The Western Pennsylvania town of Aliquippa for decades produced steel and football players. It doesn’t produce much steel anymore but it still smelts football players.
Plenty of towns in that football-mad part of Pennsylvania have produced an NFL player. Remarkably, Aliquippa, which has shriveled to fewer than 10,000 residents, has produced 18, including four current or likely future Hall of Famers — Mike Ditka, Tony Dorsett, Ty Law and Darrelle Revis.
In his new book, Sports Illustrated senior writer S.L. Price, who graduated from UNC-Chapel Hill in 1983, digs deep to report on Aliquippa’s intertwined history of steel and football. Price will speak at Quail Ridge Books in North Hills next Saturday, Feb. 11, at 4 p.m., about “Playing Through the Whistle: Steel, Football, and an American Town.”
Price, 55, has worked for Sports Illustrated since 1994 and has written three other books. His new book is one of five finalists for the 2017 PEN/ESPN Award for Literary Sports Writing, which honors a work of nonfiction “of the strongest literary character.”
It’s been said the best books about sports aren’t really about sports, and that’s the case with “Playing Through the Whistle.” Price barely mentions football in the first 75 pages as he tells Aliquippa’s history of transplants who made it into a thriving steel town. The newcomers were white immigrants from Europe and Southern blacks seeking a different life, including the parents of future Dallas Cowboys running back Tony Dorsett, who moved there from Pittsboro in Chatham County.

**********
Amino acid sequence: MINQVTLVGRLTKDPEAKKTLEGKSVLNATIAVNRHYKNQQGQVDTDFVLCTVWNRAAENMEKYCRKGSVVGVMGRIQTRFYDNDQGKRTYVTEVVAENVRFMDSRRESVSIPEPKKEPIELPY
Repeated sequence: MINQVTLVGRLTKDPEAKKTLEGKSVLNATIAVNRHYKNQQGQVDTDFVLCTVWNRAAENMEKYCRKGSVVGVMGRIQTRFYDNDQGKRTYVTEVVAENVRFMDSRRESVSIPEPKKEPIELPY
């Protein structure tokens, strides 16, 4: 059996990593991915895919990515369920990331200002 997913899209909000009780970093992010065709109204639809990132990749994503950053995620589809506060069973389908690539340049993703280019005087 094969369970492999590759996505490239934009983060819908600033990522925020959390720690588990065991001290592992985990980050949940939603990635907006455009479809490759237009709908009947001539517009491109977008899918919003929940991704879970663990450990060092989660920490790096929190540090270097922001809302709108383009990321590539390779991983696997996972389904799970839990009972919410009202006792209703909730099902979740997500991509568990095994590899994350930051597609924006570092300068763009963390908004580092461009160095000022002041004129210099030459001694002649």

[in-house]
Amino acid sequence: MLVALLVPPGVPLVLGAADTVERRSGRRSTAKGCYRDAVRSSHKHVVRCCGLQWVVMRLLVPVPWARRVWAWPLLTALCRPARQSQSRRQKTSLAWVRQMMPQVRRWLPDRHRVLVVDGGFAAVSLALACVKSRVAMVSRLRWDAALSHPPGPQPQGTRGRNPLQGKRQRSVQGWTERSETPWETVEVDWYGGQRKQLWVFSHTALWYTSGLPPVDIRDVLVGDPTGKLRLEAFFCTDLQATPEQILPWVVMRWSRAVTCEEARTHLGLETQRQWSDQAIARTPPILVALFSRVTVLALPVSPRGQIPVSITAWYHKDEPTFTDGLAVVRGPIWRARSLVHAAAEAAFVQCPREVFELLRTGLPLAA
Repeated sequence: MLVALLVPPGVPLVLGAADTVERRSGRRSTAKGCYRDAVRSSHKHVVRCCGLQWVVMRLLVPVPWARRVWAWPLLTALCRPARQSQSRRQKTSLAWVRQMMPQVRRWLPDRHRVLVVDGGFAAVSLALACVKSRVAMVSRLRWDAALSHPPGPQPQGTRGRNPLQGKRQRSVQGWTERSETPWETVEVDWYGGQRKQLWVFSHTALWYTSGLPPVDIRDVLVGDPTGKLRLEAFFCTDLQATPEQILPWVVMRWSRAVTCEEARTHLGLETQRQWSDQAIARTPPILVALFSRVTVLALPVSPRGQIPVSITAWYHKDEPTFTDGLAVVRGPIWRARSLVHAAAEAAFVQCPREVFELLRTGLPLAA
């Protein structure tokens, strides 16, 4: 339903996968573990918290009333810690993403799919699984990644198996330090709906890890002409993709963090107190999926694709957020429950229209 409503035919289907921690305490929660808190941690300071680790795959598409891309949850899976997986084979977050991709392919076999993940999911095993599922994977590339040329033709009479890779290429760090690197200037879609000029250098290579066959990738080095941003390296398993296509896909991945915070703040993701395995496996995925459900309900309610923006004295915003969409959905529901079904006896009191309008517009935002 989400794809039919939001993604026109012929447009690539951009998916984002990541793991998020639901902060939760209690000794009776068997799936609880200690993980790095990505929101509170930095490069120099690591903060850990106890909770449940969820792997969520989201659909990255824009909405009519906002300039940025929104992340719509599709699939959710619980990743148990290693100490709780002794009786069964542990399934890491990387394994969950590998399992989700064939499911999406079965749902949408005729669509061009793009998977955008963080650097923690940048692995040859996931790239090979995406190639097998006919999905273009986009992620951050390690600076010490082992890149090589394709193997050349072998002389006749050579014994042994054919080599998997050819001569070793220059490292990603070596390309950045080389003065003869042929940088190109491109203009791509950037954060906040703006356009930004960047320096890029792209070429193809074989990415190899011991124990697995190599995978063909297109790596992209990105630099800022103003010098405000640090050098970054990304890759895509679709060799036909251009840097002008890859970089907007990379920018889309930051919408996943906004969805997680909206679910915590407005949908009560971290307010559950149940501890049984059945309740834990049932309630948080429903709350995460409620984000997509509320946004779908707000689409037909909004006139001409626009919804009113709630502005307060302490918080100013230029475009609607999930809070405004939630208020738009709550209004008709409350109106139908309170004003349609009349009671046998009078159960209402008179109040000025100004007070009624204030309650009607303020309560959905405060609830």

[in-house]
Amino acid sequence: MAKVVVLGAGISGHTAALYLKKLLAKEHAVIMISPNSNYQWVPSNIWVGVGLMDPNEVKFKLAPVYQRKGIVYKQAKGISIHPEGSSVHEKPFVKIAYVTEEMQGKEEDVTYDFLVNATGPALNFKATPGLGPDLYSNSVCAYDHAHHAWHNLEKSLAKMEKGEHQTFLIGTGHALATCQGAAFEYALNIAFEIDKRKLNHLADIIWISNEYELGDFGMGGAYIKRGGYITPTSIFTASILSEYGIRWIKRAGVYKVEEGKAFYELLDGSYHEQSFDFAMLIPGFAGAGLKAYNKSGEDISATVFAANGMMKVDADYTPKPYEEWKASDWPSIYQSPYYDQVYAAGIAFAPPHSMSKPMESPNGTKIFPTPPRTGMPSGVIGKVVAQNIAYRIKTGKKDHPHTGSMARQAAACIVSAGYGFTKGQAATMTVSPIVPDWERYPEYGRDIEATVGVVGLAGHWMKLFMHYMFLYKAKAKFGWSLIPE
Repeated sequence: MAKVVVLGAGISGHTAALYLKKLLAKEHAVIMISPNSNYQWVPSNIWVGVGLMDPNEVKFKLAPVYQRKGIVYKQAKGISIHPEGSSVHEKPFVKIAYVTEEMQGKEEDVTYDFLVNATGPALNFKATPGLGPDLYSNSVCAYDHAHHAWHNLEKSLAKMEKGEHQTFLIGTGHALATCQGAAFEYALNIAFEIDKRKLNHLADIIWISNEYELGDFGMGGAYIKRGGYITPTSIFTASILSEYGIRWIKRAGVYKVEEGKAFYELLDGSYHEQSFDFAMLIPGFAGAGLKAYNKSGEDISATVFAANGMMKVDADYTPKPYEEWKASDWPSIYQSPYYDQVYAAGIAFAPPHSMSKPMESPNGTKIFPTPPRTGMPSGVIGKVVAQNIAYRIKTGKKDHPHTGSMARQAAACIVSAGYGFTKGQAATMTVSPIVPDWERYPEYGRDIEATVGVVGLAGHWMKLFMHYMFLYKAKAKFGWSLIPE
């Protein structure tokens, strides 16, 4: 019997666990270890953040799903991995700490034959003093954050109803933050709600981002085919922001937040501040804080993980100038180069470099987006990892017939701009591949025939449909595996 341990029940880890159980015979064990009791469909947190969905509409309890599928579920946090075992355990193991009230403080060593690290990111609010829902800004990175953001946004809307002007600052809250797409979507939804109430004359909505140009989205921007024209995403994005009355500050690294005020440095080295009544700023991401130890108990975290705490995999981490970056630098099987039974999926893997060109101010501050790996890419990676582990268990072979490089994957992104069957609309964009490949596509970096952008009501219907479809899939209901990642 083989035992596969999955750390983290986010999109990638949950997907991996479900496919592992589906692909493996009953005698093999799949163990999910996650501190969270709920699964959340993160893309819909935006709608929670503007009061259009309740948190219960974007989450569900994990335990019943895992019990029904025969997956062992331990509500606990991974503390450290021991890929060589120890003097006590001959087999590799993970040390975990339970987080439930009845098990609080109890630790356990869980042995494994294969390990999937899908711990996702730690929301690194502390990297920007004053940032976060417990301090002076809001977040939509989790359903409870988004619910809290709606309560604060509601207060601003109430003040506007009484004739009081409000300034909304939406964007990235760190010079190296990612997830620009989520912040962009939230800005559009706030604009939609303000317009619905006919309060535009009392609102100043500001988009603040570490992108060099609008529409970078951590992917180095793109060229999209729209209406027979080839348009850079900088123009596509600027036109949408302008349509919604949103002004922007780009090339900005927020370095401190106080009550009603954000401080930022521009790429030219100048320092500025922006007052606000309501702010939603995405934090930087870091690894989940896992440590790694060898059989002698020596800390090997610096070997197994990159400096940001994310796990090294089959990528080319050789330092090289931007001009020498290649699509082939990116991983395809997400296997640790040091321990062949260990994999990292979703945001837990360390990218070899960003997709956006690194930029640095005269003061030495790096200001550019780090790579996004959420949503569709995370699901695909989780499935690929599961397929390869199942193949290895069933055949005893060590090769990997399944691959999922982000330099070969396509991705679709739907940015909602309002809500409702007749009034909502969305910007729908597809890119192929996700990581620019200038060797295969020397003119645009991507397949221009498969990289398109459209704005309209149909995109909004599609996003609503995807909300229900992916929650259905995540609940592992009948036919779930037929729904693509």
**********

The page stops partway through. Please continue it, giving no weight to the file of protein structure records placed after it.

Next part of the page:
Town in decline
Price, who lives in Washington, D.C., went to Aliquippa in 2010 to work on a Sports Illustrated story, which was published in early 2011. Even though that was the longest story he’d ever written for the magazine, he thought there was more to be told. During the next five years, he made the four-hour drive to Aliquippa 20 to 25 times and interviewed about 175 people.
“Everybody always was incredibly and intensely interested in telling me their stories,” Price told me this week. Said Mayor Dwan Walker: “He came in and pretty much lived here. He gained the trust of everybody. I have a lot of respect for the man. He’s pretty much family now.”
Residents had the benefit of reading Price’s 2011 article about them and knew he was going to tell their story fairly and accurately, including their accomplishments and disappointments.
“Playing Through the Whistle” is a history of a town but it’s more than that. Price places Aliquippa in a larger context of the decline of American manufacturing. Aliquippa once had more than 25,000 people and has lost more than half of its population. Its economic decline will resonate in North Carolina manufacturing towns like Roanoke Rapids, Lumberton and Lenoir.
Two booster clubs
Price also writes perceptively about racial tensions, crack cocaine and the violence that has scarred Aliquippa. The town was so divided racially in the 1970s that there was a football booster club run by whites and one run by blacks, and separate banquets for the white players and for the black players. Black and white fans of the Quips sat on different sides of the Aliquippa High football stadium.
The football team “really did become a catalyst for racial healing in a way that nothing else could,” Price said. But with the honest, nuanced reporting in this book, in which good mingles with bad, there isn’t much chance of it being made into a feel-good Disney movie.
Ditka, class of 1956 at Aliquippa High, says tough times don’t last but tough people do. Price might as well be describing the town when he writes that the Aliquippa football spirit is a common defiance, “a core of resentment at a world that left them to die, an us-against-everyone chip” on the shoulder.
Price admires Aliquippans’ resilience and willingness to sacrifice for the next generation. “They believe their town is special,” Price said, “and I think they understand that I believe it is too.”